At Congress Elementary School in Yavapai County, school administrators say their internet service used to be so bad, it went out entirely every time it rained. When it was working, it would freeze up when multiple classrooms tried to get online.
IT director Suzanne Sims says their connection speed was "1.5 megabits [per second], which is less than I think anybody has at their house currently, and we had over 100 people sharing that bandwidth."
"They were limited, and we don't want them to be limited," said Stan Goligoski from the Yavapai County Superintendent's office. He is coordinating with the county's school district to obtain grants to install fiber internet connections.
In the meantime, Congress Elementary worked with a local company to increase bandwidth using signals sent to a dish on the roof. That's allowed all students to do more internet-based learning.
"When you read too much in the textbook, you feel like you want to fall asleep, so computers are basically more helpful," fifth-grader Daisy Jimenez said.
This year her class even collaborated online with NASA and a classroom in Argentina to develop a habitat on Mars.
"It helps them to think globally and beyond the four walls in this classroom," teacher Cheryl Middleton said. "It's really cool to see people from, like, another country," student Drake Danich said.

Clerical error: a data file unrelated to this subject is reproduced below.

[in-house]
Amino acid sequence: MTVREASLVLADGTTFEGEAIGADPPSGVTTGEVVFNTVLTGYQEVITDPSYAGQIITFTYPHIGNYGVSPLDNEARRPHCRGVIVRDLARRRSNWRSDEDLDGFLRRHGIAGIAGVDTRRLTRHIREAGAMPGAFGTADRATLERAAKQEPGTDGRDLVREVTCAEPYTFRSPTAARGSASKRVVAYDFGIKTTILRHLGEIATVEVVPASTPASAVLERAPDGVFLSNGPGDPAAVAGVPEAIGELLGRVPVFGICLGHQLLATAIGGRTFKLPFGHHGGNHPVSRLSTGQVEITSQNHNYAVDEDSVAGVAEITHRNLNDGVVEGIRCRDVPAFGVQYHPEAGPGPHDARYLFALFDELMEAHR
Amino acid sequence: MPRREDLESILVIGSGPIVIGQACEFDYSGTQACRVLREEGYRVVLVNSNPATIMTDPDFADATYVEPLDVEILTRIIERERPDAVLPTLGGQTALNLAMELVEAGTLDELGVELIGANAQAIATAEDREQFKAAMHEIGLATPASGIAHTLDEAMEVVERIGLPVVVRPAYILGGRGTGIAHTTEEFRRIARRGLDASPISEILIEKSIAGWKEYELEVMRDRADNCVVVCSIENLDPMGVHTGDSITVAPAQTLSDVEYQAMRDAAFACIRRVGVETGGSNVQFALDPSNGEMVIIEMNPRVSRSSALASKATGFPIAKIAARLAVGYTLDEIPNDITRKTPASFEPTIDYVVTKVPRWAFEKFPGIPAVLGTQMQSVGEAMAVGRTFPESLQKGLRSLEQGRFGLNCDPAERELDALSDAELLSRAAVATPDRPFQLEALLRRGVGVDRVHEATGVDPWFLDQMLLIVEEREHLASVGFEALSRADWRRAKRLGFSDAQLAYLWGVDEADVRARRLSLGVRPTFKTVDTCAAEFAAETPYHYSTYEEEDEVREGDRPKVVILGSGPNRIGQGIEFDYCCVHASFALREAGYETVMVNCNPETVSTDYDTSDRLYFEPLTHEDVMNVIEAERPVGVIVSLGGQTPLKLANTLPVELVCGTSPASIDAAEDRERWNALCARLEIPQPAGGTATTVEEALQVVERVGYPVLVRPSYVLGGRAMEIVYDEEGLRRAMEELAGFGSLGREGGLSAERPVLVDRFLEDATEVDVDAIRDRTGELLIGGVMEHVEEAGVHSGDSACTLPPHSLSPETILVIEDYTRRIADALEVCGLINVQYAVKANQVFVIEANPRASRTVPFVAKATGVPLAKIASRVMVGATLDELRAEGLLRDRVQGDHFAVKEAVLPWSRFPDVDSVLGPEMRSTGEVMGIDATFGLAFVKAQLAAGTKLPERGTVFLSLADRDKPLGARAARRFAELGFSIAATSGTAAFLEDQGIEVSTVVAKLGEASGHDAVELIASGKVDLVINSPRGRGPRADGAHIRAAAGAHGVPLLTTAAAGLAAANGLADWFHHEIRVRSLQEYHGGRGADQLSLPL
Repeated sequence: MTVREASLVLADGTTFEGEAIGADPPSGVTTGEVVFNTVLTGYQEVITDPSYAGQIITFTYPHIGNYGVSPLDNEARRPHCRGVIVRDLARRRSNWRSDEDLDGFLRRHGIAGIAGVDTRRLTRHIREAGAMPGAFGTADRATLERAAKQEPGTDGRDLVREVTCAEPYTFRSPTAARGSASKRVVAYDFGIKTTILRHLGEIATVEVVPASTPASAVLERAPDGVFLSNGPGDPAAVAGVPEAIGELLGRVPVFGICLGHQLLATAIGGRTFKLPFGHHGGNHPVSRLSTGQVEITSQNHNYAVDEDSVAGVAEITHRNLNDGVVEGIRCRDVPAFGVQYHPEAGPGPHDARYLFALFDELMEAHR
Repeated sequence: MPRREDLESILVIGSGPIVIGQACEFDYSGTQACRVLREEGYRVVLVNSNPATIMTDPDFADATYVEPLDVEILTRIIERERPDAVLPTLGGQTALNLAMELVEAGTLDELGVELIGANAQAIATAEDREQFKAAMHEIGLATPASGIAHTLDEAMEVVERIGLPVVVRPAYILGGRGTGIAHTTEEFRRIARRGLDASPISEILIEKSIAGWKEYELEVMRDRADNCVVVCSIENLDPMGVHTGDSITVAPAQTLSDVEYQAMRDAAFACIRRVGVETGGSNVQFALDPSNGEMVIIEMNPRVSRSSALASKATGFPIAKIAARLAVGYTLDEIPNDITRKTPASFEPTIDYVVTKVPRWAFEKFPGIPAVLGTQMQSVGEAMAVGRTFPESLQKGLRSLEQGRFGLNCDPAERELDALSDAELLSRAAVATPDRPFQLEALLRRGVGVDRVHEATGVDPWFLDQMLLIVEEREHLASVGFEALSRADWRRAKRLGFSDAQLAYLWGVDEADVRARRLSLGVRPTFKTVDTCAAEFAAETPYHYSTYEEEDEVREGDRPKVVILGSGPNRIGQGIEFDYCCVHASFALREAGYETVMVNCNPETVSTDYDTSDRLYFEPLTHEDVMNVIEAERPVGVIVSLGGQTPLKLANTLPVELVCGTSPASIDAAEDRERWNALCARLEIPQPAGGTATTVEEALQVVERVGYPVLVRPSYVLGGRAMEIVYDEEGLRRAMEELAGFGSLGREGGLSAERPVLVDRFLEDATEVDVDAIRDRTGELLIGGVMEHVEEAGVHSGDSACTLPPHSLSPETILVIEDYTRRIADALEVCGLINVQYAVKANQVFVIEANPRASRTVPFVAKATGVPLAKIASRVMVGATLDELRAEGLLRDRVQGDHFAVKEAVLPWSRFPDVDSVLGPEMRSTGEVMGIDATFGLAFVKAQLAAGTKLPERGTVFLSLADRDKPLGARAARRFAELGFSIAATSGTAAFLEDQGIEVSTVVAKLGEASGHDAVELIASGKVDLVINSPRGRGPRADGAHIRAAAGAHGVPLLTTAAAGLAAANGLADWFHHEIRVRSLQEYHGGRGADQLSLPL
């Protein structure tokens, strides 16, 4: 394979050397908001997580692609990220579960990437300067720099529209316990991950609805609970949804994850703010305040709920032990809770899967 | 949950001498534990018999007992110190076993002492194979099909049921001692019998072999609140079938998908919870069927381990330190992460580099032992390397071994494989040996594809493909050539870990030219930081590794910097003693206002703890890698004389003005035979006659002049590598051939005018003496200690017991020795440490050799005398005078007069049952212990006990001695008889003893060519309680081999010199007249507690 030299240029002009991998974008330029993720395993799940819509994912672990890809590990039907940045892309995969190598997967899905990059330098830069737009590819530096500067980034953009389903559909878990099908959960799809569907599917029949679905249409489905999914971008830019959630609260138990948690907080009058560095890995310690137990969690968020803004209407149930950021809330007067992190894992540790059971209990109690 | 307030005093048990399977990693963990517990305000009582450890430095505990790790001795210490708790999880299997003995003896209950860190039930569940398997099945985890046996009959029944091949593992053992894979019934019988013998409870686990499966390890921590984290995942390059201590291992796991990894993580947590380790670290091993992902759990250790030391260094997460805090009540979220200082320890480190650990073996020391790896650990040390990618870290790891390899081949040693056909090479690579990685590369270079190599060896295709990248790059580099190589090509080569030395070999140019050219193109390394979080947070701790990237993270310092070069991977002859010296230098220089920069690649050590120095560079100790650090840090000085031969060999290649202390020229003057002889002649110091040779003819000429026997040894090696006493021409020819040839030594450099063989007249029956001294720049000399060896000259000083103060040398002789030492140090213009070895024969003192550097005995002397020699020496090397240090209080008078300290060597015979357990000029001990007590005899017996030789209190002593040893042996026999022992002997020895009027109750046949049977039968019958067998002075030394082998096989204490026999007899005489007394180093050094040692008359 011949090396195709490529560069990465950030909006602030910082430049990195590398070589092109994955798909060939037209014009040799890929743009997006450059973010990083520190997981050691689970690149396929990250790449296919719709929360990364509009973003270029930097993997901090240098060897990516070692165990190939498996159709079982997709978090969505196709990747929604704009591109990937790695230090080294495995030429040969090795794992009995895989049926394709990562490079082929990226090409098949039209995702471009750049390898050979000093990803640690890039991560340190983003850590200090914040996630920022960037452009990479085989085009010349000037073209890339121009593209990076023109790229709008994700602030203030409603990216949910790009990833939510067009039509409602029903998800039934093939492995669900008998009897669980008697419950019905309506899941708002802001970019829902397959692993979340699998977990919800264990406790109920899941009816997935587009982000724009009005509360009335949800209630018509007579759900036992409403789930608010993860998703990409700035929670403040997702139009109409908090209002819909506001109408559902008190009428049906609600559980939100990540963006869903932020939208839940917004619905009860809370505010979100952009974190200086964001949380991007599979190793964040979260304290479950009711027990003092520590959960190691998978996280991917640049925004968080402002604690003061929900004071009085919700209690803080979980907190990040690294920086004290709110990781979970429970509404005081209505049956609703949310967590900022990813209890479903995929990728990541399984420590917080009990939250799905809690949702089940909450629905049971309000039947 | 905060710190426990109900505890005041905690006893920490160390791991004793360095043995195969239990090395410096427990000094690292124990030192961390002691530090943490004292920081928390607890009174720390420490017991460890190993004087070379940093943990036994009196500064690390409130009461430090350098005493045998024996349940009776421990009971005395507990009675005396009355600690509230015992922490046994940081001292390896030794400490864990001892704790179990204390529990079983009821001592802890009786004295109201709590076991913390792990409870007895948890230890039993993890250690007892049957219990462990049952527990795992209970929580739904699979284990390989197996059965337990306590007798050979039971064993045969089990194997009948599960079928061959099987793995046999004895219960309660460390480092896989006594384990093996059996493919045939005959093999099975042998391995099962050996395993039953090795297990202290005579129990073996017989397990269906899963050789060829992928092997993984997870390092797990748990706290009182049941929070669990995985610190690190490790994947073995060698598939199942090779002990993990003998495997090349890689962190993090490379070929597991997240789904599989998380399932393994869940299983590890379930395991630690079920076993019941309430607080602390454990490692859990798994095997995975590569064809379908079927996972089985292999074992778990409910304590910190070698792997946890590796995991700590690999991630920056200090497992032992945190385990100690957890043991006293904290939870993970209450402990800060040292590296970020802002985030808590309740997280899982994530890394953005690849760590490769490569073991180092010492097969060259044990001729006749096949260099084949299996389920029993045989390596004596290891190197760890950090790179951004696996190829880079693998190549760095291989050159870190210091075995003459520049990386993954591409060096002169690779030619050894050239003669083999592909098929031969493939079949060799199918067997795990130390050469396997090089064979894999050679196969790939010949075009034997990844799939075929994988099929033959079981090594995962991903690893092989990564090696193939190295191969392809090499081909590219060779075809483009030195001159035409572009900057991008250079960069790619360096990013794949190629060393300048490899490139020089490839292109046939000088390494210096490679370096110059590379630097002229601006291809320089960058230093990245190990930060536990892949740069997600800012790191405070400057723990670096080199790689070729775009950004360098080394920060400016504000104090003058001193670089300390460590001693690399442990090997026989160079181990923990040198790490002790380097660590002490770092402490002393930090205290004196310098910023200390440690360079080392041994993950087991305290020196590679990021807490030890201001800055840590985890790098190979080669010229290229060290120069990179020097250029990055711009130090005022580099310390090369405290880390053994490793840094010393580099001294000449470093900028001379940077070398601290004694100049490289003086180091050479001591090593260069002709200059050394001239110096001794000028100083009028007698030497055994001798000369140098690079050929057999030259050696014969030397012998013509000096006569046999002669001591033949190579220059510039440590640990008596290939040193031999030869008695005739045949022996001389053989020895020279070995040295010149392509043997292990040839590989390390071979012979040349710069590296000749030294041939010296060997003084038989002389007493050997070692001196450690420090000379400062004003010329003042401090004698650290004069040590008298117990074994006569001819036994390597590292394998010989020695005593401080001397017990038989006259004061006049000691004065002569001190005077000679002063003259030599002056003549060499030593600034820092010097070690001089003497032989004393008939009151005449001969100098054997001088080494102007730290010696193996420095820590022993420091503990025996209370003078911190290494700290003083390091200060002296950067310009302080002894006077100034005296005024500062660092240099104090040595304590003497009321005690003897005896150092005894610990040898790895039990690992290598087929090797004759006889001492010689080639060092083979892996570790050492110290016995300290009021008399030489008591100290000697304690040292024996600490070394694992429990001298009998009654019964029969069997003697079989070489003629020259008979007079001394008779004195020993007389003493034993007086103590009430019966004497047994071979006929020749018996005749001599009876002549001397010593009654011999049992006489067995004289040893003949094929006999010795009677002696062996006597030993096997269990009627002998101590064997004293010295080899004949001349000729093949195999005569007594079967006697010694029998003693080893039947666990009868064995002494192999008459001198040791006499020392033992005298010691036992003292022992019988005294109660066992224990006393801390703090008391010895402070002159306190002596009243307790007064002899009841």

The Arizona Broadband for Education Initiative is working to close the digital divide for rural schools. By Arizona fronting $3 million from the state's general fund and $8 million from the Corporation Commission, the state can leverage about 100 million dollars in federal grants.
Under the program, 106 schools and libraries have submitted their forms to receive broadband. Eligibility is based on a school's percentage of students receiving free or reduced lunch.
"What that means to a school like Congress, in Baghdad, or Crown King is that the bill is going to cost zero dollars to bring in a fiber line to this community," Goligoski said.
Some projects may take several years to complete, and state education officials believe as many as 100,000 Arizona students will benefit from the faster internet speeds.
High-speed internet also opens opportunity for teaching specialized or advanced classes remotely, giving students a wider variety of educational opportunities.
"You can broadcast that class, or you can bring in a classroom from a remote location and actually bring it into a larger size school," Goligoski said.